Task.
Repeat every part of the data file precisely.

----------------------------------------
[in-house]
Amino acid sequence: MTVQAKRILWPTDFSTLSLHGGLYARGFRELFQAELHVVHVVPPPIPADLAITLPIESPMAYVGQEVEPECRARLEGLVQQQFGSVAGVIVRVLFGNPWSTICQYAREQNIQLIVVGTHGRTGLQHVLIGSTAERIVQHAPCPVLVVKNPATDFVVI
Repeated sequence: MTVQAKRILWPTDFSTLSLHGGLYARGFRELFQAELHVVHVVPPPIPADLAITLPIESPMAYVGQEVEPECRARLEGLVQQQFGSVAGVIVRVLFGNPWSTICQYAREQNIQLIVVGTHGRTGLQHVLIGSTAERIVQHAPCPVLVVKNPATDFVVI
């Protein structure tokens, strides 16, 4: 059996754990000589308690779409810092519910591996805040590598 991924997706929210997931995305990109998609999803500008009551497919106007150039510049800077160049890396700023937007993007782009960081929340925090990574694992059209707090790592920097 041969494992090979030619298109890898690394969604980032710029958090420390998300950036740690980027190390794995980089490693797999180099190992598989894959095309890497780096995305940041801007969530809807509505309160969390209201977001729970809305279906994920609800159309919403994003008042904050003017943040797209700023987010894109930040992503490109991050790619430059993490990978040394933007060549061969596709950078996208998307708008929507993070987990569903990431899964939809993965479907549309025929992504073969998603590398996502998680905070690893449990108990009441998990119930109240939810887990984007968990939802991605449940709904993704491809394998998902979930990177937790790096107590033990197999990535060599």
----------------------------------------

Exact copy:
[in-house]
Amino acid sequence: MTVQAKRILWPTDFSTLSLHGGLYARGFRELFQAELHVVHVVPPPIPADLAITLPIESPMAYVGQEVEPECRARLEGLVQQQFGSVAGVIVRVLFGNPWSTICQYAREQNIQLIVVGTHGRTGLQHVLIGSTAERIVQHAPCPVLVVKNPATDFVVI
Repeated sequence: MTVQAKRILWPTDFSTLSLHGGLYARGFRELFQAELHVVHVVPPPIPADLAITLPIESPMAYVGQEVEPECRARLEGLVQQQFGSVAGVIVRVLFGNPWSTICQYAREQNIQLIVVGTHGRTGLQHVLIGSTAERIVQHAPCPVLVVKNPATDFVVI
């Protein structure tokens, strides 16, 4: 059996754990000589308690779409810092519910591996805040590598 991924997706929210997931995305990109998609999803500008009551497919106007150039510049800077160049890396700023937007993007782009960081929340925090990574694992059209707090790592920097 041969494992090979030619298109890898690394969604980032710029958090420390998300950036740690980027190390794995980089490693797999180099190992598989894959095309890497780096995305940041801007969530809807509505309160969390209201977001729970809305279906994920609800159309919403994003008042904050003017943040797209700023987010894109930040992503490109991050790619430059993490990978040394933007060549061969596709950078996208998307708008929507993070987990569903990431899964939809993965479907549309025929992504073969998603590398996502998680905070690893449990108990009441998990119930109240939810887990984007968990939802991605449940709904993704491809394998998902979930990177937790790096107590033990197999990535060599």